Saturday, September 27, 2008

New Board: 9'4" Stamps CAD Wireframe

Here it comes! Rumor has it it'll be done next weekend. Check it out:

A bigger guy's shralp-stick. Keep it relatively fat, 29.5", kind of thick and really curvy. The width is key here- the board's got to be paddle-able. Full report to follow!

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srfnff said...

Hey John,

What's the bottom look like? SUP bottoms with nothin' but vee aren't going to be all that stable even at 29.5". The Surftech Takayamas are almost all vee bottom nose to tail. They surf like performance longboards, but will wear you out quick 'cause they're so tippy to stand on. I kinda favor the concave to double barrel concave to light vee in the tail. What about you?

John Ashley said...

Yep- agreed on the vee bottoms being tippy.

Tim's small boards are remarkably stable for how small they are- I haven't talked to him too much about what he's done to the bottom on this one- he said it's got some good stuff going on- so I'm excited about it.

On my 10er it's got a flat spot right were you stand to double concave out the tail- that board is also at 29.5" and it's an easy paddler. It feels like a surfboard.

Guys who are smaller than me who ride Tim's SUPs are all pretty much on 9'ohs now- I think you'd be pretty amazed at what those things surf and paddle like- you, at your size, could easily surf one and still log the miles you like to do.

My friends paddle their 9ers from Latigo to Dume that's almost 8 miles round trip- not a problem.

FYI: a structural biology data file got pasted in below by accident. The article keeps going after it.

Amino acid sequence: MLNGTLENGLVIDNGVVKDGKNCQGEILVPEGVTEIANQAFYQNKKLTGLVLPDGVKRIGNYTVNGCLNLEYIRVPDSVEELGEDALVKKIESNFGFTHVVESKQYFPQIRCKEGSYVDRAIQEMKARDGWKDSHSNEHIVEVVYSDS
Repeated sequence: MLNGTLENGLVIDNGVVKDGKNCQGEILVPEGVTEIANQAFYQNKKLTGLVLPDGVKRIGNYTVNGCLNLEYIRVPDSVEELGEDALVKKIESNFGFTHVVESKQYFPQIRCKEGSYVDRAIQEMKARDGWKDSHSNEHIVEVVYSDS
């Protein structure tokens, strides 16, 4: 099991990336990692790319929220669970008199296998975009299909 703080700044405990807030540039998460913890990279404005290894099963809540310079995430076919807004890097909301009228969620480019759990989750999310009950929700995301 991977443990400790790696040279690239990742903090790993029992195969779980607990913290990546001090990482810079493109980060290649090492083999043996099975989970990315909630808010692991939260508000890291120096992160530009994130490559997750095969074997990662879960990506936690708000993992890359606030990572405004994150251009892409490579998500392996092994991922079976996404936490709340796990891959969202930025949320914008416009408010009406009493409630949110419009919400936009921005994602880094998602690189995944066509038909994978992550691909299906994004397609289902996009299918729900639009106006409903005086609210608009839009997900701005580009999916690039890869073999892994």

I'll post up a full review with many photos once I get my grubby little hands on it!

srfnff said...

I'll look forward to reading your review John. But to continue...

I'd love to try one of Tim's short SUPs. If he can put together one that's lose and maneuverable in the surf, while being a good paddler, then he will have hit upon the "Holy Grail" of SUP.

There's a lot of stability nose to tail in almost any SUP. That longitudinal axis isn't usually the problem. It's the rail-to-rail width and the bottom configuration that makes the board stable or unstable imho.

As for paddling I think the old axiom still holds true...more rocker, more maneuverable, less rocker, a better paddler, but a stiffer surfing board.

Just talking use your board a lot in beach breaks where quickness and short duration burst speed is important. Your boards "roundy" shapes look good for this kind of surfing. But how does your board hold in on late and steep take-offs, and does it produce the kind of consistent down the line speed necessary to make those long, drawn out sections on point and reef breaks, like what we have up here?

I guess you're just going to have to bring up a quiver of boards sometime this winter for "field testing."

Via con dios amigo...(where was that place again?).

PS - I'll be down your way for the Sacred Craft Conference in a couple weeks. Let's hook up...I'll fly for the donuts if you'll spring for the beers.

Anonymous said...

nice new gear.when they say next week they are really saying next month.captneg9.

John Ashley said...

Hey Gary-

I'm pretty sold on the template of my 10'0 as a do-it-all type board- it works in all types of surf, point, reef and beach break.

When are you going to cross over and have a board made for you?

Too bad you couldn't have that Takyama made an inch and a half wider so it'd be more user friendly- that's the downside to molded stuff you're stuck with what they give you.

A huge failure being the new molded shorter boards which were made super narrow. I know tons of guys who are so pissed at their little C4s- they can't balance on 'em long enough to surf!

Mahi 2 was a progression off of Mahi 1 - I see Mahi 3 as a lateral move- a branch off the tree. We'll see.

Beers never a problem- let me know if you want to go for a paddle!